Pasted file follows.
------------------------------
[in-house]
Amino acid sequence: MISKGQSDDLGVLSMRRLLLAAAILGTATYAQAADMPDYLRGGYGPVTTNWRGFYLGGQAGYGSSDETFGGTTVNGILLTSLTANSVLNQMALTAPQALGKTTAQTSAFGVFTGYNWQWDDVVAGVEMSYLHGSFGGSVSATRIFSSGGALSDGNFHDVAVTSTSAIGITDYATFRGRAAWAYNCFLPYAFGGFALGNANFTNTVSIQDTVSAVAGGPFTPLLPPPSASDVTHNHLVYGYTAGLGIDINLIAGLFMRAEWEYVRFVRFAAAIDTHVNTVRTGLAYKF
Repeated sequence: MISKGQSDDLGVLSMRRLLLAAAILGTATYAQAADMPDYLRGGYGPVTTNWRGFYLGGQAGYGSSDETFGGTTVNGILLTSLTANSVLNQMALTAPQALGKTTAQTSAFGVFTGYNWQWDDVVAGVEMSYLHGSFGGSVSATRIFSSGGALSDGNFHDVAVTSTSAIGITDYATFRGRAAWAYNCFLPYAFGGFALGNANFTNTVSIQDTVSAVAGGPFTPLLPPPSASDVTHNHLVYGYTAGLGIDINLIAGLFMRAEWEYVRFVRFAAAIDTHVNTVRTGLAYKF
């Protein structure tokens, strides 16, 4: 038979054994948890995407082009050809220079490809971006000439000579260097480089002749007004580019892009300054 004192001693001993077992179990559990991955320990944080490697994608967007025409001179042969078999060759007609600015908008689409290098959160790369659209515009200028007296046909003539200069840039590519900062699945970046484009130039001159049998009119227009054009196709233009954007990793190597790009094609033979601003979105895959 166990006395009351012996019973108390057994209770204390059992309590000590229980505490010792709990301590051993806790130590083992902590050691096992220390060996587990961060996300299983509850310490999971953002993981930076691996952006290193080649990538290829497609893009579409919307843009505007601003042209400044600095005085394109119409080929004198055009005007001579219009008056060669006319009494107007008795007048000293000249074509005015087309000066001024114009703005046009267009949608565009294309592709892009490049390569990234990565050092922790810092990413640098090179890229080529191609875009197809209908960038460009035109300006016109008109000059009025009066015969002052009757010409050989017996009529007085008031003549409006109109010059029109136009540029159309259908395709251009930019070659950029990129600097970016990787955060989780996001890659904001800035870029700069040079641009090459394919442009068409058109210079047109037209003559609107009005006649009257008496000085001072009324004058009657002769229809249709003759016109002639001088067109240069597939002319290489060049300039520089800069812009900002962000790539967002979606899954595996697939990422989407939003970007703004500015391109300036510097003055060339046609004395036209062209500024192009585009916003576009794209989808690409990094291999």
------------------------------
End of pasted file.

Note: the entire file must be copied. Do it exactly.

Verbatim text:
[in-house]
Amino acid sequence: MISKGQSDDLGVLSMRRLLLAAAILGTATYAQAADMPDYLRGGYGPVTTNWRGFYLGGQAGYGSSDETFGGTTVNGILLTSLTANSVLNQMALTAPQALGKTTAQTSAFGVFTGYNWQWDDVVAGVEMSYLHGSFGGSVSATRIFSSGGALSDGNFHDVAVTSTSAIGITDYATFRGRAAWAYNCFLPYAFGGFALGNANFTNTVSIQDTVSAVAGGPFTPLLPPPSASDVTHNHLVYGYTAGLGIDINLIAGLFMRAEWEYVRFVRFAAAIDTHVNTVRTGLAYKF
Repeated sequence: MISKGQSDDLGVLSMRRLLLAAAILGTATYAQAADMPDYLRGGYGPVTTNWRGFYLGGQAGYGSSDETFGGTTVNGILLTSLTANSVLNQMALTAPQALGKTTAQTSAFGVFTGYNWQWDDVVAGVEMSYLHGSFGGSVSATRIFSSGGALSDGNFHDVAVTSTSAIGITDYATFRGRAAWAYNCFLPYAFGGFALGNANFTNTVSIQDTVSAVAGGPFTPLLPPPSASDVTHNHLVYGYTAGLGIDINLIAGLFMRAEWEYVRFVRFAAAIDTHVNTVRTGLAYKF
């Protein structure tokens, strides 16, 4: 038979054994948890995407082009050809220079490809971006000439000579260097480089002749007004580019892009300054 004192001693001993077992179990559990991955320990944080490697994608967007025409001179042969078999060759007609600015908008689409290098959160790369659209515009200028007296046909003539200069840039590519900062699945970046484009130039001159049998009119227009054009196709233009954007990793190597790009094609033979601003979105895959 166990006395009351012996019973108390057994209770204390059992309590000590229980505490010792709990301590051993806790130590083992902590050691096992220390060996587990961060996300299983509850310490999971953002993981930076691996952006290193080649990538290829497609893009579409919307843009505007601003042209400044600095005085394109119409080929004198055009005007001579219009008056060669006319009494107007008795007048000293000249074509005015087309000066001024114009703005046009267009949608565009294309592709892009490049390569990234990565050092922790810092990413640098090179890229080529191609875009197809209908960038460009035109300006016109008109000059009025009066015969002052009757010409050989017996009529007085008031003549409006109109010059029109136009540029159309259908395709251009930019070659950029990129600097970016990787955060989780996001890659904001800035870029700069040079641009090459394919442009068409058109210079047109037209003559609107009005006649009257008496000085001072009324004058009657002769229809249709003759016109002639001088067109240069597939002319290489060049300039520089800069812009900002962000790539967002979606899954595996697939990422989407939003970007703004500015391109300036510097003055060339046609004395036209062209500024192009585009916003576009794209989808690409990094291999």